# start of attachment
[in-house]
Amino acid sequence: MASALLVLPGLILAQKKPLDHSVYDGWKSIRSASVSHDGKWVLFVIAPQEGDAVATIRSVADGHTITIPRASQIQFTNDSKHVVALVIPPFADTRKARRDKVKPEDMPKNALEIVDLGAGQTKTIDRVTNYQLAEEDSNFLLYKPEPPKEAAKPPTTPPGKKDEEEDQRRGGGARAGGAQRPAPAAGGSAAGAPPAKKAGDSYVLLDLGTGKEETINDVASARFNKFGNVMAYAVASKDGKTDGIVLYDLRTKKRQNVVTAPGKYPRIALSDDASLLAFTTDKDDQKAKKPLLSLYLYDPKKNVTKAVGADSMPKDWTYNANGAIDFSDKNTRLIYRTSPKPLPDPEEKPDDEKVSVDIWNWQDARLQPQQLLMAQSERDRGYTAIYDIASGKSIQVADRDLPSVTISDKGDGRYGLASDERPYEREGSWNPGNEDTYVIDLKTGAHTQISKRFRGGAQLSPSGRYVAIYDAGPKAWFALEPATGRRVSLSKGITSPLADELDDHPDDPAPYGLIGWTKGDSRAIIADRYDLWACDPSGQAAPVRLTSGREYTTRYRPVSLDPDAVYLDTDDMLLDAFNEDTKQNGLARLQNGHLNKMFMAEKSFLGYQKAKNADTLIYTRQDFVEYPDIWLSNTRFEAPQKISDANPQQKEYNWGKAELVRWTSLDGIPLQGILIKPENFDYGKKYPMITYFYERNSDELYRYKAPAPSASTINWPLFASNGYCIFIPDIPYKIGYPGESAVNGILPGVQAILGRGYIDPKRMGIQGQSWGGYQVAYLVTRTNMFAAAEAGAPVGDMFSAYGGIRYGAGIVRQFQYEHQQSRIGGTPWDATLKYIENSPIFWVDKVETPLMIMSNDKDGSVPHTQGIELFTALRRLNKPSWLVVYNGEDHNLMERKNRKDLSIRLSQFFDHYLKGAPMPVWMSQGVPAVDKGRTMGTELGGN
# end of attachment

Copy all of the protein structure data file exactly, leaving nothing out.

[in-house]
Amino acid sequence: MASALLVLPGLILAQKKPLDHSVYDGWKSIRSASVSHDGKWVLFVIAPQEGDAVATIRSVADGHTITIPRASQIQFTNDSKHVVALVIPPFADTRKARRDKVKPEDMPKNALEIVDLGAGQTKTIDRVTNYQLAEEDSNFLLYKPEPPKEAAKPPTTPPGKKDEEEDQRRGGGARAGGAQRPAPAAGGSAAGAPPAKKAGDSYVLLDLGTGKEETINDVASARFNKFGNVMAYAVASKDGKTDGIVLYDLRTKKRQNVVTAPGKYPRIALSDDASLLAFTTDKDDQKAKKPLLSLYLYDPKKNVTKAVGADSMPKDWTYNANGAIDFSDKNTRLIYRTSPKPLPDPEEKPDDEKVSVDIWNWQDARLQPQQLLMAQSERDRGYTAIYDIASGKSIQVADRDLPSVTISDKGDGRYGLASDERPYEREGSWNPGNEDTYVIDLKTGAHTQISKRFRGGAQLSPSGRYVAIYDAGPKAWFALEPATGRRVSLSKGITSPLADELDDHPDDPAPYGLIGWTKGDSRAIIADRYDLWACDPSGQAAPVRLTSGREYTTRYRPVSLDPDAVYLDTDDMLLDAFNEDTKQNGLARLQNGHLNKMFMAEKSFLGYQKAKNADTLIYTRQDFVEYPDIWLSNTRFEAPQKISDANPQQKEYNWGKAELVRWTSLDGIPLQGILIKPENFDYGKKYPMITYFYERNSDELYRYKAPAPSASTINWPLFASNGYCIFIPDIPYKIGYPGESAVNGILPGVQAILGRGYIDPKRMGIQGQSWGGYQVAYLVTRTNMFAAAEAGAPVGDMFSAYGGIRYGAGIVRQFQYEHQQSRIGGTPWDATLKYIENSPIFWVDKVETPLMIMSNDKDGSVPHTQGIELFTALRRLNKPSWLVVYNGEDHNLMERKNRKDLSIRLSQFFDHYLKGAPMPVWMSQGVPAVDKGRTMGTELGGN